It is true that in the two decades following World War II, the U.S. standard of living was relatively higher than the standard of living elsewhere, since many other nations were recovering from the most destructive war in history. However, the important thing to remember here is that the relative standard of living is less important than the absolute standard.
While U.S. workers did enjoy much better living standards than people elsewhere during that period, many people here still lived in poverty. According to Charles Murray, about one-third of all Americans in 1950 were poor, or at least had incomes below the government's official "poverty standard." If any of us could suddenly be transported to that immediate postwar era, we would see immediately just how low the absolute standard of living was then compared to our living standards today.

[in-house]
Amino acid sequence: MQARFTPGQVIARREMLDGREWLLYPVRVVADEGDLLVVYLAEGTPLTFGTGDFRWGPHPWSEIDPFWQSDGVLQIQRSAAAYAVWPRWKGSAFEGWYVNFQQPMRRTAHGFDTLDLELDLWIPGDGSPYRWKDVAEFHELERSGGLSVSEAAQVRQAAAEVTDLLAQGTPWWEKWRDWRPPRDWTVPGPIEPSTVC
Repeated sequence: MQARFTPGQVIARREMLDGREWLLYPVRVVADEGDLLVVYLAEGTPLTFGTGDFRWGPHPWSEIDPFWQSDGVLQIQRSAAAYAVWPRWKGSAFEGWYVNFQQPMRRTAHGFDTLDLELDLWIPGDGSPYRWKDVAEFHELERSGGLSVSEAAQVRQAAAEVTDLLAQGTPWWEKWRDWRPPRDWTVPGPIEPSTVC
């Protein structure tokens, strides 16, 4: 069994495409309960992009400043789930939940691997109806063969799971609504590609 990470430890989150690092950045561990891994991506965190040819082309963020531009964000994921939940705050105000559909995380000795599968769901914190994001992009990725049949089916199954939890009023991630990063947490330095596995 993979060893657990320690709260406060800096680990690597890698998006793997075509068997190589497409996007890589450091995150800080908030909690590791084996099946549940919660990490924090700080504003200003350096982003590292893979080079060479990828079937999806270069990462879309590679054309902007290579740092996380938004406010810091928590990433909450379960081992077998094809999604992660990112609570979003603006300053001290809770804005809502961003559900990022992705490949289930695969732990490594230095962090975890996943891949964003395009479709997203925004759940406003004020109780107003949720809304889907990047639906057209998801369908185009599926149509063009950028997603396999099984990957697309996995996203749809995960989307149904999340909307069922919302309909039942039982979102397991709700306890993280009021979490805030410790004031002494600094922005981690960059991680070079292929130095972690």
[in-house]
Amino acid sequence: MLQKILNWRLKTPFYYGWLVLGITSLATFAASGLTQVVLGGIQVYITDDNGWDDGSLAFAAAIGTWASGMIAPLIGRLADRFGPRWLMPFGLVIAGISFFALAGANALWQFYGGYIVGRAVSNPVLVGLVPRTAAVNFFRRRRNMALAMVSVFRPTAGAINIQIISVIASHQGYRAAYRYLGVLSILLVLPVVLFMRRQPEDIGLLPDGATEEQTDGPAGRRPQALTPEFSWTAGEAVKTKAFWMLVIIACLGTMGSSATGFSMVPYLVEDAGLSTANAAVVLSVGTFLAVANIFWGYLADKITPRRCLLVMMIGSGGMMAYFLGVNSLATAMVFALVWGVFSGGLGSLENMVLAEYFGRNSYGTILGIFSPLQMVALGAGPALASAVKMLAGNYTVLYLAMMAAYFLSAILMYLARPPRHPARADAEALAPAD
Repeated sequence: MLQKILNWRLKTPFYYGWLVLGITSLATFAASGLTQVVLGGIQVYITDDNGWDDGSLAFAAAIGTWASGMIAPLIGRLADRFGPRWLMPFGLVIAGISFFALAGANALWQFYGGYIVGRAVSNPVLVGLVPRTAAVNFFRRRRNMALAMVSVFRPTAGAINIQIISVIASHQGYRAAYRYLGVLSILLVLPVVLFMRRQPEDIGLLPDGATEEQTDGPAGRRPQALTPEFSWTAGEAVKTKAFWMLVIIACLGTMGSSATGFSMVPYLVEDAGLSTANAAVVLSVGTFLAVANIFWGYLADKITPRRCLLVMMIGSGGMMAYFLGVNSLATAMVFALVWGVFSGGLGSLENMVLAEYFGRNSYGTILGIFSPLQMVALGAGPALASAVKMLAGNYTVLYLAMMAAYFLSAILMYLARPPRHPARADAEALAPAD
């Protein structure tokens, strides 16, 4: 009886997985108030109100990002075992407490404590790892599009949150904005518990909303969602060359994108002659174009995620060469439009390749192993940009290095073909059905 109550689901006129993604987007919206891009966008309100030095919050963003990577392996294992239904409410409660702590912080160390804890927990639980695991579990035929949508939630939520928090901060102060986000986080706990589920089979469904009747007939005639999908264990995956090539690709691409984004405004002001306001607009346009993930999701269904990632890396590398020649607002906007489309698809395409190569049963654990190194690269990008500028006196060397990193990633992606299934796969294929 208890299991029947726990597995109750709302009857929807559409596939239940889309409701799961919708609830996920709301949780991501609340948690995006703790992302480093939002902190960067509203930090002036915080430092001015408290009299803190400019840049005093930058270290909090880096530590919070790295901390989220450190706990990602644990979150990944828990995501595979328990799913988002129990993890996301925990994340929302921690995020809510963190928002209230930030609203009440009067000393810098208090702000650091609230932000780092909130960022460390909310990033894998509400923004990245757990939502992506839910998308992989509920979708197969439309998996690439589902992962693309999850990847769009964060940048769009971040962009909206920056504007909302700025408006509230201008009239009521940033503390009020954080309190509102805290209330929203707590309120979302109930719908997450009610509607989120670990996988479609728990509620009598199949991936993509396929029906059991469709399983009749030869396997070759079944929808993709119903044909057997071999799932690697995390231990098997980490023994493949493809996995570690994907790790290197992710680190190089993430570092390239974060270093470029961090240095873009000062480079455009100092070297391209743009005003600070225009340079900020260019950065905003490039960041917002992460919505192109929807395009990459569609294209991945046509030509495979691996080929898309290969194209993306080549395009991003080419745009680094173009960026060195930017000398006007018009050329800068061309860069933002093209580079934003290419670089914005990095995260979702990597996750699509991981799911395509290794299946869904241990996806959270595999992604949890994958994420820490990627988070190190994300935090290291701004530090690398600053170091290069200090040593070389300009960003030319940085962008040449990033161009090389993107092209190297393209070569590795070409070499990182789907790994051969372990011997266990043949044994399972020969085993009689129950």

Indeed, the idea that Americans are better off only if everyone else in the world is poor flies in the face of sound economics. The period of relative peace following the war, as well as the decision by governing authorities in places like Japan and Hong Kong not to pursue socialism enabled investors to create capital in many places, the end result being the production of large amounts of goods, the ultimate reason that we have seen a vast reduction in poverty worldwide in the past few decades.
If we are to believe that Americans are better off only when others are poor is also to greatly misunderstand the nature of exchange. Socialists are fond of promoting the myth that economic exchange is an action that leaves one party better off at the expense of others. Thus, we hear leftists say that the way to reduce poverty in the Third World is for those countries to pursue protectionist, socialist policies. In the end, we see the destruction of promising economies, including Cuba, which before Castro and communism had one of the highest standards of living in Latin America.